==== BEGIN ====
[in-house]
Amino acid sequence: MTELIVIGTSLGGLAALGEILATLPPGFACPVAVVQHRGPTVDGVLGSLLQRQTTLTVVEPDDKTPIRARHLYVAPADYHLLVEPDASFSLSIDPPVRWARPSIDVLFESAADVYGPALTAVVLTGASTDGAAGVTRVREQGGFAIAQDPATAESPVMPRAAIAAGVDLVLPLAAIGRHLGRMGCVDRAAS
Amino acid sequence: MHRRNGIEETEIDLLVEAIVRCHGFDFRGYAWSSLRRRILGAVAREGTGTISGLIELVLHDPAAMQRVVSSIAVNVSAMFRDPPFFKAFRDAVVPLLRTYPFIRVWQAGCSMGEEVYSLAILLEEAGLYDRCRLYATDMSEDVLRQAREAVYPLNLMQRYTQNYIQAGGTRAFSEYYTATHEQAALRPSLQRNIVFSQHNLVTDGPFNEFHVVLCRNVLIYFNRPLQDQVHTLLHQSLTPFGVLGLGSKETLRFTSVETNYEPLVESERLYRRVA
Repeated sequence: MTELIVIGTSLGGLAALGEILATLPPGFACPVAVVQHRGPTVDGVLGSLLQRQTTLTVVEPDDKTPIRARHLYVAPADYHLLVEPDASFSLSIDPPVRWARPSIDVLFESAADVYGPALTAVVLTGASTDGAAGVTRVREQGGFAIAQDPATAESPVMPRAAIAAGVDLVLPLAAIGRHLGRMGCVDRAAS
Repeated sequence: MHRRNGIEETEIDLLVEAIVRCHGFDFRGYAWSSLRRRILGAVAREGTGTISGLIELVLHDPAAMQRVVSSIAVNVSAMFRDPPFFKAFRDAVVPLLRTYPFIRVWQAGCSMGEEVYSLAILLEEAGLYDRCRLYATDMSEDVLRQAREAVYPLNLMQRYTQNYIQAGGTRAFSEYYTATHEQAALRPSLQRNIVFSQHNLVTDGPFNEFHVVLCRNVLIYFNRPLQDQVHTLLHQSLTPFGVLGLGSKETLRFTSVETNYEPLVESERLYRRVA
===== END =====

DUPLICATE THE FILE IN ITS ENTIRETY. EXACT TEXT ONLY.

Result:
[in-house]
Amino acid sequence: MTELIVIGTSLGGLAALGEILATLPPGFACPVAVVQHRGPTVDGVLGSLLQRQTTLTVVEPDDKTPIRARHLYVAPADYHLLVEPDASFSLSIDPPVRWARPSIDVLFESAADVYGPALTAVVLTGASTDGAAGVTRVREQGGFAIAQDPATAESPVMPRAAIAAGVDLVLPLAAIGRHLGRMGCVDRAAS
Amino acid sequence: MHRRNGIEETEIDLLVEAIVRCHGFDFRGYAWSSLRRRILGAVAREGTGTISGLIELVLHDPAAMQRVVSSIAVNVSAMFRDPPFFKAFRDAVVPLLRTYPFIRVWQAGCSMGEEVYSLAILLEEAGLYDRCRLYATDMSEDVLRQAREAVYPLNLMQRYTQNYIQAGGTRAFSEYYTATHEQAALRPSLQRNIVFSQHNLVTDGPFNEFHVVLCRNVLIYFNRPLQDQVHTLLHQSLTPFGVLGLGSKETLRFTSVETNYEPLVESERLYRRVA
Repeated sequence: MTELIVIGTSLGGLAALGEILATLPPGFACPVAVVQHRGPTVDGVLGSLLQRQTTLTVVEPDDKTPIRARHLYVAPADYHLLVEPDASFSLSIDPPVRWARPSIDVLFESAADVYGPALTAVVLTGASTDGAAGVTRVREQGGFAIAQDPATAESPVMPRAAIAAGVDLVLPLAAIGRHLGRMGCVDRAAS
Repeated sequence: MHRRNGIEETEIDLLVEAIVRCHGFDFRGYAWSSLRRRILGAVAREGTGTISGLIELVLHDPAAMQRVVSSIAVNVSAMFRDPPFFKAFRDAVVPLLRTYPFIRVWQAGCSMGEEVYSLAILLEEAGLYDRCRLYATDMSEDVLRQAREAVYPLNLMQRYTQNYIQAGGTRAFSEYYTATHEQAALRPSLQRNIVFSQHNLVTDGPFNEFHVVLCRNVLIYFNRPLQDQVHTLLHQSLTPFGVLGLGSKETLRFTSVETNYEPLVESERLYRRVA